A great painting does not necessarily have a beautiful subject matter, but it is made beautiful through the artist’s interpretation of it. Rembrandt shows this with his portraits of crinkly old women and men or the compassion and kindness of which Velazquez paints the dwarfs in the Spanish court. Modern art often takes the literal subject matter and misses the creative act. Scruton expresses this point using the comparison of Tracey Emin’s artwork ‘My Bed’ and a painting by Delacroix of the artist’s bed.
The subject matters are the same. The unmade beds in all of their sordid disdain. Delacroix brings beauty to a thing that lacks it through the considered artistry of his interpretation and by doing so, places a blessing on his own emotional chaos. Emin shares the ugliness that the bed shows by using the literal bed. According to Emin, it is art because she says that it is so.
Philosophers argued that through the pursuit of beauty, we shape the world as our home. Traditional architecture places beauty before utility, with ornate decorative details and proportions that satisfy our need for harmony. It reminds us that we have more than just practical needs but moral and spiritual needs too. Oscar Wilde said “All art is absolutely useless,” intended as praise by placing art above utility and on a level with love, friendship, and worship. These are not necessarily useful but are needed.
We have all experienced the feeling when we see something beautiful. To be transported by beauty, from the ordinary world to, as Scruton calls it, “the illuminated sphere of contemplation.” It is as if we feel the presence of a higher world. Since the beginning of western civilization, poets and philosophers have seen the experience of beauty as a calling to the divine.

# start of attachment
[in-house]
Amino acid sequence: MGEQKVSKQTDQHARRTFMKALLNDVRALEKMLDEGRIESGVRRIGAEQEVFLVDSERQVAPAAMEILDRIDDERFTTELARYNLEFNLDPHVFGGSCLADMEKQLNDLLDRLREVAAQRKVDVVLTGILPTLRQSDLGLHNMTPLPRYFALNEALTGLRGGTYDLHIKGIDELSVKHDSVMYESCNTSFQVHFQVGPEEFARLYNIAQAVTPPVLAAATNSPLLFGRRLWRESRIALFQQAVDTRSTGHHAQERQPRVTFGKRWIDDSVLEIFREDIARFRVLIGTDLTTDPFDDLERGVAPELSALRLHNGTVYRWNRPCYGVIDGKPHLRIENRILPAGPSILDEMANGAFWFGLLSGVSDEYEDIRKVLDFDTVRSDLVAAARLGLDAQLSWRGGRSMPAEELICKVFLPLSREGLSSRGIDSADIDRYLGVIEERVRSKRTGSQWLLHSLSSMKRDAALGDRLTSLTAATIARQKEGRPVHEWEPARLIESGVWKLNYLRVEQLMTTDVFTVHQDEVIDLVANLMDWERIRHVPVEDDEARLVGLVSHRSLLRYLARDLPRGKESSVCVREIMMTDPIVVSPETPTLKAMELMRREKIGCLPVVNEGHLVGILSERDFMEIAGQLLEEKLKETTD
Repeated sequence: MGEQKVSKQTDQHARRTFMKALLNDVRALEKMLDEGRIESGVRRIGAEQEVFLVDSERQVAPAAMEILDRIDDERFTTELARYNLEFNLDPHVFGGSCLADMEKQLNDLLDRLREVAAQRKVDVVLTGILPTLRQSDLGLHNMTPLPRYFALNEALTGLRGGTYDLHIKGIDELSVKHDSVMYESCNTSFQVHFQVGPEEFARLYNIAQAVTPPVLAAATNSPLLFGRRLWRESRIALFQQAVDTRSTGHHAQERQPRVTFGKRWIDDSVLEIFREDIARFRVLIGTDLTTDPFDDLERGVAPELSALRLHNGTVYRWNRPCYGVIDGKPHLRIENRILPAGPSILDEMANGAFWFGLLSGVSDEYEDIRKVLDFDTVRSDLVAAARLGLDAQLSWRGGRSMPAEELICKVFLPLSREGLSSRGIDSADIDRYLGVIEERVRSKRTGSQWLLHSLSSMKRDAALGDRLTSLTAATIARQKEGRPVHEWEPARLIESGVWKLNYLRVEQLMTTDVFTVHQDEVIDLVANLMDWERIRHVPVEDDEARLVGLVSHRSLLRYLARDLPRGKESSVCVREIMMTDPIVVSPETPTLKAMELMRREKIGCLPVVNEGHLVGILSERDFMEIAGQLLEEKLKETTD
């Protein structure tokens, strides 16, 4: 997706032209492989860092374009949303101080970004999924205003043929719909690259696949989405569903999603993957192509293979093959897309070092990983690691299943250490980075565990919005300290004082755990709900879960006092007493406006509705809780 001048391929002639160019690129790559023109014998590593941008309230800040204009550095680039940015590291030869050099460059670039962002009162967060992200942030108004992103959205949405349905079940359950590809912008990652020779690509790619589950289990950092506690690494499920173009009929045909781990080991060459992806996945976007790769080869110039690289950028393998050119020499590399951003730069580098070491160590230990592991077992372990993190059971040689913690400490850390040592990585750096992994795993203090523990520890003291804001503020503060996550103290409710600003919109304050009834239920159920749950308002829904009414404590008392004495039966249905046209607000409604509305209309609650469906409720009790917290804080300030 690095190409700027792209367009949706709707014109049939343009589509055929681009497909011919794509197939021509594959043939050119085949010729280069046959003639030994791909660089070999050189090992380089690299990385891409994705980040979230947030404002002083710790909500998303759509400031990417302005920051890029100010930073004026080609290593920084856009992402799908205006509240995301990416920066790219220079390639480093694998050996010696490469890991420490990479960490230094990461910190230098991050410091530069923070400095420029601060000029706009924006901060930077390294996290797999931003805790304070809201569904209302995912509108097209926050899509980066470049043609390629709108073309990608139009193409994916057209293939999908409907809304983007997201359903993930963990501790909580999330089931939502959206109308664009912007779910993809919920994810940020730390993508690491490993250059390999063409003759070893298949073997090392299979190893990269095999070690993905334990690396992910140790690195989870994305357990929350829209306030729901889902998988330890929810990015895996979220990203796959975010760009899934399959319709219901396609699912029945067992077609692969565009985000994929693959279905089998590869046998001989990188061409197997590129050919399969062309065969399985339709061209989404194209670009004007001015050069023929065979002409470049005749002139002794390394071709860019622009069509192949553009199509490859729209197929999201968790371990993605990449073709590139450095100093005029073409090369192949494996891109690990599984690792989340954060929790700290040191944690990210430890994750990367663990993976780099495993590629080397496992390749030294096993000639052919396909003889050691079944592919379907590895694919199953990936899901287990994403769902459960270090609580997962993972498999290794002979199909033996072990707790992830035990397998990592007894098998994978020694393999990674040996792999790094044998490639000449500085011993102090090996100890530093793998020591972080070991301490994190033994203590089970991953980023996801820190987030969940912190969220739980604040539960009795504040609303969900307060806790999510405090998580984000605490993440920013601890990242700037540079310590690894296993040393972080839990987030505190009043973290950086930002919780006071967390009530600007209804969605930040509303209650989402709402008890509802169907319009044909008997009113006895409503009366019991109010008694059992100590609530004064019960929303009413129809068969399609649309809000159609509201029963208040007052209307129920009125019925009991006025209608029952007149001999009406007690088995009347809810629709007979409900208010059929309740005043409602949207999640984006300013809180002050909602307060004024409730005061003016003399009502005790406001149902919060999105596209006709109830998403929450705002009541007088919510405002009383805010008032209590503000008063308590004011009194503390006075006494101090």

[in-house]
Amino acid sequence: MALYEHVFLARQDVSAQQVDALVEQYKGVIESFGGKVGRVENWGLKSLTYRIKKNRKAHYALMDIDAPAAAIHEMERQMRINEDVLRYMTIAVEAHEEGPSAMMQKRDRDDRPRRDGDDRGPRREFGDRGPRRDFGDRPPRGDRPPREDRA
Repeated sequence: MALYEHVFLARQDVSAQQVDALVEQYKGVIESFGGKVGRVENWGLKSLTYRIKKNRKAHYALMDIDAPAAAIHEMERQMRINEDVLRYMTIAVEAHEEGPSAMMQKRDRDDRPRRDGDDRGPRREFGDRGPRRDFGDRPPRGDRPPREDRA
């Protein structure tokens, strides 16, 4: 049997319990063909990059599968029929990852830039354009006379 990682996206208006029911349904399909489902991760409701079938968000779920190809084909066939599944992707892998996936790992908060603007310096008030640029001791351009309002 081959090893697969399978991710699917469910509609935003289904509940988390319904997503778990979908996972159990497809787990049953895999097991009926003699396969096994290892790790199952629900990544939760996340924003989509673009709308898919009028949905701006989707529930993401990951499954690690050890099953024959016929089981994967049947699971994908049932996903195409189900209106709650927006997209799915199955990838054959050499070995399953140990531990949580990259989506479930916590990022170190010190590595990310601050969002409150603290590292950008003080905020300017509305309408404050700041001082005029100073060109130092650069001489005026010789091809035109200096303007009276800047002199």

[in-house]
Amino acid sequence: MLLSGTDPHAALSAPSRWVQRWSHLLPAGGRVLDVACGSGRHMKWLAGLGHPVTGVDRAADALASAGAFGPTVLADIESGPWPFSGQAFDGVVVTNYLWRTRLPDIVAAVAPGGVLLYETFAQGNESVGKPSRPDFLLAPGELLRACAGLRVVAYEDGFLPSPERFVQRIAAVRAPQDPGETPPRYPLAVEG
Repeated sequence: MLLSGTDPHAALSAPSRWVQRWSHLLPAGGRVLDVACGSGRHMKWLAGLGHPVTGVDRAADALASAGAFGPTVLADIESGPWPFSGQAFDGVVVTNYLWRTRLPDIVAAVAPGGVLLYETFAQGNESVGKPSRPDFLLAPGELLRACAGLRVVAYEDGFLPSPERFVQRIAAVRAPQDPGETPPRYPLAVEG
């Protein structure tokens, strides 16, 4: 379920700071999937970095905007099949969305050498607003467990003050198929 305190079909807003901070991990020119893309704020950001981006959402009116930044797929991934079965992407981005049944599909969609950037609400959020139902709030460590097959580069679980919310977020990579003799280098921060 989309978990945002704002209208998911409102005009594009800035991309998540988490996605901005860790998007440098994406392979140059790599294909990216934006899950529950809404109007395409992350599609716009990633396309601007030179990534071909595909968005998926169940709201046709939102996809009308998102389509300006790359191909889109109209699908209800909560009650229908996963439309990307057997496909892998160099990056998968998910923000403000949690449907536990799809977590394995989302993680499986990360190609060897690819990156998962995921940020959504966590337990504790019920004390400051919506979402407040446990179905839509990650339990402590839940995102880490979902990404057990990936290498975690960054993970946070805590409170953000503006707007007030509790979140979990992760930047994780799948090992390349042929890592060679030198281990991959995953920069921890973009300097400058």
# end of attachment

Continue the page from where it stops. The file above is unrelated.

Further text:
Plato described beauty as a cosmic force flowing through us in the form of sexual desire. He separated the divine from sexuality through the distinction between love and lust. To lust is to take for oneself, whereas to love is to give. Platonic love removes lust and invites us to engage with it spiritually and not physically.
“Beauty is a visitor from another world. We can do nothing with it save contemplate its pure radiance.” – Plato
Art and beauty were traditionally aligned in religious works of art. Science impacted religion and created a spiritual vacuum. People began to look to nature for beauty, and there was a shift from religious works of art to paintings of landscapes and human life.
In today’s world of art and architecture, beauty is looked upon as a thing of the past with disdain. Scruton’s vision of beauty gives meaning to the world and saves us from meaningless routines to take us to a place of higher contemplation. He encourages us not to take revenge on reality by expressing its ugliness, but to return to where the real and the ideal may still exist in harmony “consoling our sorrows and amplifying our joys.”
When you train any of your senses you are privy to a heightened world. The artist sees beauty everywhere and they are able to draw that beauty out to show to others. I find the most beauty in nature, and nature the best catalyst for creativity. The Tonalist painter George Inness advised artists to paint their emotional response to their subject, so that the viewer may hope to feel it too. This is at the core of my artistic pursuit. To express my love of the natural world, and to share that beauty with others.
Six years ago, I was awarded the Alpine fellowship based on my essay on my ‘Aesthetic vision in Art’. The prize was to spend three weeks in Switzerland painting and discussing art. Roger Scruton lectured to us about the importance of beauty and was very much in support of the resurgence of representational art. He was a kind and witty man, who smiled when I described my life as an artist in Florence.